On happiness and letting go

On happiness and letting go

Please forgive the rambling nature of this post, I’m just really interested in this sort of thing these days! 🙂


 

Last night I found myself in an overwhelming state of hopelessness–  brought on by severely trivial things. I was failing hard at guitar hero (if anyone remembers that game) and then proceeded to move on to fail even more miserably at chess. Normally I’d just laugh my failures off but for whatever reason my failures on this particular night triggered some sort of emotional shit storm and I suddenly felt volcanically useless.

Do any of you know what I mean?

Those times where you just question everything you’re doing in your life, your purpose and direction, and you wonder how you’ll ever manage to navigate your way back to competence. If you know what I’m talking about, you know how utterly hopeless it feels. At times like these, it feels like the sweeping self doubt will never pass. For whatever reason we seem to convince ourselves that sadness and misery are here to stay forever which, of course, they aren’t. A few deep breaths and a good night’s sleep can help to clarify that.

These extreme emotions on the negative end of the feelings spectrum aren’t something we seek to achieve, they just kind of happen upon us. But for whatever reason, when it comes to the opposite– happiness — we are far more likely to look at it as some kind of epitome of emotional accomplishment and seek it out as something to achieve, rather than letting it be something we simply experience. And the consequence of this is that when happiness does come upon us, we often regard it as fleeting, something that is impossible to hold onto, and that, in turn, makes us even sadder.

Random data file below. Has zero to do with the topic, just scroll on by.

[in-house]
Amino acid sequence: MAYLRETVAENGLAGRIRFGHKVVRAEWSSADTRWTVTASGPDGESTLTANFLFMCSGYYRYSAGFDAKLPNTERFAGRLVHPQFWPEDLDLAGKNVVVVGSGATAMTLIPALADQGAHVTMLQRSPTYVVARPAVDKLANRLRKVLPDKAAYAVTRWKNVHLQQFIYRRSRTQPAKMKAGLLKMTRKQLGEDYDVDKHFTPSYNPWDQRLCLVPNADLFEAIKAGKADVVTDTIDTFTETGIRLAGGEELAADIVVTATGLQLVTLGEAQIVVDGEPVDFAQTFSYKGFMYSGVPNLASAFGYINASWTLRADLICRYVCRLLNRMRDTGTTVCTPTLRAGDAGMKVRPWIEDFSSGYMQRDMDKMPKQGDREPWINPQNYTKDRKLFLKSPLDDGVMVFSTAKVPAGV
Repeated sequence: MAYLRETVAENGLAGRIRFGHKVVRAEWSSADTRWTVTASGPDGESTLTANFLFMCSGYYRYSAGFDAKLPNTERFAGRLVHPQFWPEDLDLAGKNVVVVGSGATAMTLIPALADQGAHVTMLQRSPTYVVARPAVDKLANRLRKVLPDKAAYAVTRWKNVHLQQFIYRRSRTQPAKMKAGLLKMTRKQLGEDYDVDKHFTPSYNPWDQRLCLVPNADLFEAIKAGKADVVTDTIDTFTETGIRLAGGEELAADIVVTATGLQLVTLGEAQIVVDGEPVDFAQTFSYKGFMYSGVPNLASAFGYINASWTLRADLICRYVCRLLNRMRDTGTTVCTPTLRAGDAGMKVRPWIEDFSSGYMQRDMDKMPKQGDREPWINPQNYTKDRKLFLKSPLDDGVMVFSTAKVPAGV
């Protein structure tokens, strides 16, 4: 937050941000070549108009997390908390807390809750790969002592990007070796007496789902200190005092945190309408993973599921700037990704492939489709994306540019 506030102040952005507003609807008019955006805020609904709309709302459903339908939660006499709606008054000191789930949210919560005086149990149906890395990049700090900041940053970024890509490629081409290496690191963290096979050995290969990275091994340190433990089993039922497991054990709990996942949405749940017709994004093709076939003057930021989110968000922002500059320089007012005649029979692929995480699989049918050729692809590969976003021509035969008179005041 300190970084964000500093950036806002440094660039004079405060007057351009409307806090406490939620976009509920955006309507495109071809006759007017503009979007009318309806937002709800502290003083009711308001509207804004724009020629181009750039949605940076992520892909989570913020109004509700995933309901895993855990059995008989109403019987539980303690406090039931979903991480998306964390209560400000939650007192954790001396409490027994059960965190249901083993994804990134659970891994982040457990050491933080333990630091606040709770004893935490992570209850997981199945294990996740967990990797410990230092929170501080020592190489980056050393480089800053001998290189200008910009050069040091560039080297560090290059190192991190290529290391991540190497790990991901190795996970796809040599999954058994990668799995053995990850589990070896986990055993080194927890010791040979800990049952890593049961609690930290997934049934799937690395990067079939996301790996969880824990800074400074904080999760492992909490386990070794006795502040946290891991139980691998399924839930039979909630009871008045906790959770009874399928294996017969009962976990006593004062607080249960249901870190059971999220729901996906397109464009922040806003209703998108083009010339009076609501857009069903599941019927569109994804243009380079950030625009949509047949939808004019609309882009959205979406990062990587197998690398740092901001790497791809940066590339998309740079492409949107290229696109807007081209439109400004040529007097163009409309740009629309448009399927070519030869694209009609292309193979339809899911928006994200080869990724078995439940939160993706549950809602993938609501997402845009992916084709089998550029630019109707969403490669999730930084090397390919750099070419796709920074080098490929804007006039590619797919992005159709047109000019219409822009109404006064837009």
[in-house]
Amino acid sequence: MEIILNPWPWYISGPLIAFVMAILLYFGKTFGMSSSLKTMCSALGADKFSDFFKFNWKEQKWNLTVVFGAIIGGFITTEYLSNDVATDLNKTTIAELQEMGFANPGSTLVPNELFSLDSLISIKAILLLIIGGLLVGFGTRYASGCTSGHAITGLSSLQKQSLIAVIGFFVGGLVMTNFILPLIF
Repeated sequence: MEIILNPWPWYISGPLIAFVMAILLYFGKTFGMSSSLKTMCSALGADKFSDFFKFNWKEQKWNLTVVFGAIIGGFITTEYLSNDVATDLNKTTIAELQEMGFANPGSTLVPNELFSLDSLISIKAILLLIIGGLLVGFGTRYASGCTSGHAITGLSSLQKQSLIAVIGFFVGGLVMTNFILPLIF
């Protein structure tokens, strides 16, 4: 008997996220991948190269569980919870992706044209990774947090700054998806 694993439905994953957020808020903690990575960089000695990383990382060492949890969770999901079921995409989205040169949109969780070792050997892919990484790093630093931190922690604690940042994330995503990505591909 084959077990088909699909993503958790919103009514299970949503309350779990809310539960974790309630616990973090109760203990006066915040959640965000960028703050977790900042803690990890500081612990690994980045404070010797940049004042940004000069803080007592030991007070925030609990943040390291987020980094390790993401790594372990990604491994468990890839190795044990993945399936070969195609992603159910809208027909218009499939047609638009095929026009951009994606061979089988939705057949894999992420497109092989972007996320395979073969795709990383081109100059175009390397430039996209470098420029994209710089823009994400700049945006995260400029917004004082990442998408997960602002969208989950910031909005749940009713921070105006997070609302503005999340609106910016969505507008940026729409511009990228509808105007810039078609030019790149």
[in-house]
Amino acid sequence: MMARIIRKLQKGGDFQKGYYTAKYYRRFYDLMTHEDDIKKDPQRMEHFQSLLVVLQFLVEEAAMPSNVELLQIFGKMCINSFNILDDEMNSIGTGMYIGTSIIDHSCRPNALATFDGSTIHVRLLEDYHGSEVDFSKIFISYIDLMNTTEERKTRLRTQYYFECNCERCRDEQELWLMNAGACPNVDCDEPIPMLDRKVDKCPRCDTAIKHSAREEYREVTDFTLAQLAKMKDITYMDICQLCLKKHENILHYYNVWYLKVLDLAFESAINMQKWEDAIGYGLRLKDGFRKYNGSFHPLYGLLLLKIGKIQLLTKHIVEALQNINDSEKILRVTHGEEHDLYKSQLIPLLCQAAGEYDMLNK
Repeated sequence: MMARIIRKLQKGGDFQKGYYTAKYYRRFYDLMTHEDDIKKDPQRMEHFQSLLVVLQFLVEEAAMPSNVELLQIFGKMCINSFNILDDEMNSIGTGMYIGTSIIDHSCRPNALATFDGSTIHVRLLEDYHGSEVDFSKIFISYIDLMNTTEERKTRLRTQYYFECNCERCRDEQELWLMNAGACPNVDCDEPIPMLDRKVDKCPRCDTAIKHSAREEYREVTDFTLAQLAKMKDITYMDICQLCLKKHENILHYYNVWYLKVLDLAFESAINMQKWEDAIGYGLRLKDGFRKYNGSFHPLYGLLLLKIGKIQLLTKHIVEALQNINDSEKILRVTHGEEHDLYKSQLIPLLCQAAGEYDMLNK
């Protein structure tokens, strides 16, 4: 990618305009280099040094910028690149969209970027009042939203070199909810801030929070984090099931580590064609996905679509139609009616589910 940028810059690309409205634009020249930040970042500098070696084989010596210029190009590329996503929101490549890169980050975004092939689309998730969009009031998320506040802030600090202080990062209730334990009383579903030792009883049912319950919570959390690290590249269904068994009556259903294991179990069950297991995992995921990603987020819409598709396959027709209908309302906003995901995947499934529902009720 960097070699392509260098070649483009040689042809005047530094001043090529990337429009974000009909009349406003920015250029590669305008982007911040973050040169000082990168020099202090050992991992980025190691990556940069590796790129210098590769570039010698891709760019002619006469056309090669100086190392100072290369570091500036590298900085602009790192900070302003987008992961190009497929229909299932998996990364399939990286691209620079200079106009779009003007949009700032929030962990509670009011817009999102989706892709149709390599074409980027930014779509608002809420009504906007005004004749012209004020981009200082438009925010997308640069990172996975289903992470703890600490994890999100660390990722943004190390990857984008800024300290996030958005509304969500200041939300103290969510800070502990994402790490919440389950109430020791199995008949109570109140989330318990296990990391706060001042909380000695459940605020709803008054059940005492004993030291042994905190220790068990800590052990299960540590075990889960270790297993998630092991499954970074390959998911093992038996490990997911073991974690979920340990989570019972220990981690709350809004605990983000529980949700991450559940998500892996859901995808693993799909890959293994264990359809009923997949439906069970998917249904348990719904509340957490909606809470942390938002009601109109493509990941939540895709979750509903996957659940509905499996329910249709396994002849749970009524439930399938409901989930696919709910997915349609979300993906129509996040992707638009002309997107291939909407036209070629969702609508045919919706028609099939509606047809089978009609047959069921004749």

We need to accept that happiness, like everything else we feel, comes in waves. It comes and goes. By trying to grasp some kind of permanent feeling of happiness we are actually doing ourselves a great disservice. People will sometimes ask one another, “are you happy with your life?” Which as an absolutely absurd and loaded question. I think it’s far better to strive for contentment, don’t you? If we strive for contentment then we can better appreciate happiness when it comes. Letting go of the idea that we should be ‘obtaining happiness’ and instead just live our lives and give ourselves permission to feel accepting of whatever emotions life throws at us will probably lead us in a more peaceful direction.

The demand for permanence in every area of our existence is the cause of human misery.

That quote comes from U.G. Krishnamurti. I guess all of these thoughts are coming from a series of audio recordings of his that I’ve been listening to of late, along with a whole lot of Alan Watts.

I’ll share one recording which has left a particularly strong impression on me…

 

So what do you guys think? I’d love to get some discussion going and hear some of your thoughts. Please feel free to share them if you’re so inclined. If not, then I’ll just say thanks for reading and I hope you have a great night/afternoon/morning wherever you are.